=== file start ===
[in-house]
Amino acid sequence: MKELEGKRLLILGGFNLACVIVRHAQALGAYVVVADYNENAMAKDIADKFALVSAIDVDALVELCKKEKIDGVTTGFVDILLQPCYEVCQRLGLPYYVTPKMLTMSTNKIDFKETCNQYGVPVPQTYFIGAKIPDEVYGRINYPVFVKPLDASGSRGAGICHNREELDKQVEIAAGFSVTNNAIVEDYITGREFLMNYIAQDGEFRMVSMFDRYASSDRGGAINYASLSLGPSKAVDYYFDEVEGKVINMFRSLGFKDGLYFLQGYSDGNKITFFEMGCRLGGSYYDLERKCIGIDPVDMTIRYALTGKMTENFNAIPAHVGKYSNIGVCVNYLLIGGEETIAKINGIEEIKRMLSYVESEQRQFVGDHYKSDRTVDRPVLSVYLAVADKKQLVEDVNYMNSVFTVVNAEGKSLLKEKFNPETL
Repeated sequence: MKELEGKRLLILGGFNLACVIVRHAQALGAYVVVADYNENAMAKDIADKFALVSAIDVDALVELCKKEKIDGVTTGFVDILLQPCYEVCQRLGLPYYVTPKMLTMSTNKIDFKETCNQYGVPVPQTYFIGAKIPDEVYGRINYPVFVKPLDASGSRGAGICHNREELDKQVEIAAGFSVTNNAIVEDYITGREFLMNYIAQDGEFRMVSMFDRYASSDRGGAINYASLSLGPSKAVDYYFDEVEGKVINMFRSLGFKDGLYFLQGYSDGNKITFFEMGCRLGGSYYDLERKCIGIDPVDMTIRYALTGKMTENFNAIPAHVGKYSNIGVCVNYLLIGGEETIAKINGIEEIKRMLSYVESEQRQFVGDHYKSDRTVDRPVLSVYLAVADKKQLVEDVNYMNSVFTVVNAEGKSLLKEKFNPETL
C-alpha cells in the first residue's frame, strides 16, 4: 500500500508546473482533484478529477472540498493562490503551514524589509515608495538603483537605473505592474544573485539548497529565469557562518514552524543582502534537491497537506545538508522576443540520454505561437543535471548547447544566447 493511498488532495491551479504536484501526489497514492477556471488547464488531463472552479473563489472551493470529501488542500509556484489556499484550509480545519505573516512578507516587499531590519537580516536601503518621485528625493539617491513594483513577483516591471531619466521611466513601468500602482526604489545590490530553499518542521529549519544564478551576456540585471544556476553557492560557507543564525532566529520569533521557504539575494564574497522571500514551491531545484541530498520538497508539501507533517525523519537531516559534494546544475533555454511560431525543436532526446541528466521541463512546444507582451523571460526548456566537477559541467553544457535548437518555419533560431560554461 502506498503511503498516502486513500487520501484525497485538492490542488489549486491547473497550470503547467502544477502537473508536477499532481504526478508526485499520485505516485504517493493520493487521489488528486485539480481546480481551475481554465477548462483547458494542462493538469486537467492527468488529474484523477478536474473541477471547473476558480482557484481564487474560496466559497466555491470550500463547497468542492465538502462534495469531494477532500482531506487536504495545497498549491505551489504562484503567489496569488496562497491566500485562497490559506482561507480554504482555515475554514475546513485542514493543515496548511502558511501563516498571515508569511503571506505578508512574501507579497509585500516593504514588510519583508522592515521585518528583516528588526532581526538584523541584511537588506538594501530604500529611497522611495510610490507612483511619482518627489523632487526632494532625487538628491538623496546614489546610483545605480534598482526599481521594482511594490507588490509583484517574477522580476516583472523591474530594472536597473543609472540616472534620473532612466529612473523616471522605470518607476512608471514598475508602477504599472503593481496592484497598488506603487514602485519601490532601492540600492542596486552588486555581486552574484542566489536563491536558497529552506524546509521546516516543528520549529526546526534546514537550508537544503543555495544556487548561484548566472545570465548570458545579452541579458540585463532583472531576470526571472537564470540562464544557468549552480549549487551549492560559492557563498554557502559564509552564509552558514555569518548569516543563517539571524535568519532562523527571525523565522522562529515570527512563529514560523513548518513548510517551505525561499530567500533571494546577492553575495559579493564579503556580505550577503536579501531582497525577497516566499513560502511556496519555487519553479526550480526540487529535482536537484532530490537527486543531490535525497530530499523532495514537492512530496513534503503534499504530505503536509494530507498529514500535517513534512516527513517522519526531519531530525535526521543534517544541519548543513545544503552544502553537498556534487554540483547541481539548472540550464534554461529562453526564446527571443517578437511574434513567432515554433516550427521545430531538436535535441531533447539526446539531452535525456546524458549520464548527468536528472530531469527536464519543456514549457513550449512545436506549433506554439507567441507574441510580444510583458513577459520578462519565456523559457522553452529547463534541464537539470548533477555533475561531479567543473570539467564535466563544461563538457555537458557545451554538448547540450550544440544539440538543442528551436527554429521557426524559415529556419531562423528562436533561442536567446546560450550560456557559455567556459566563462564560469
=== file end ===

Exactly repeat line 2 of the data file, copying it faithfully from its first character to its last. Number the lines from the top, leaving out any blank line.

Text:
Amino acid sequence: MKELEGKRLLILGGFNLACVIVRHAQALGAYVVVADYNENAMAKDIADKFALVSAIDVDALVELCKKEKIDGVTTGFVDILLQPCYEVCQRLGLPYYVTPKMLTMSTNKIDFKETCNQYGVPVPQTYFIGAKIPDEVYGRINYPVFVKPLDASGSRGAGICHNREELDKQVEIAAGFSVTNNAIVEDYITGREFLMNYIAQDGEFRMVSMFDRYASSDRGGAINYASLSLGPSKAVDYYFDEVEGKVINMFRSLGFKDGLYFLQGYSDGNKITFFEMGCRLGGSYYDLERKCIGIDPVDMTIRYALTGKMTENFNAIPAHVGKYSNIGVCVNYLLIGGEETIAKINGIEEIKRMLSYVESEQRQFVGDHYKSDRTVDRPVLSVYLAVADKKQLVEDVNYMNSVFTVVNAEGKSLLKEKFNPETL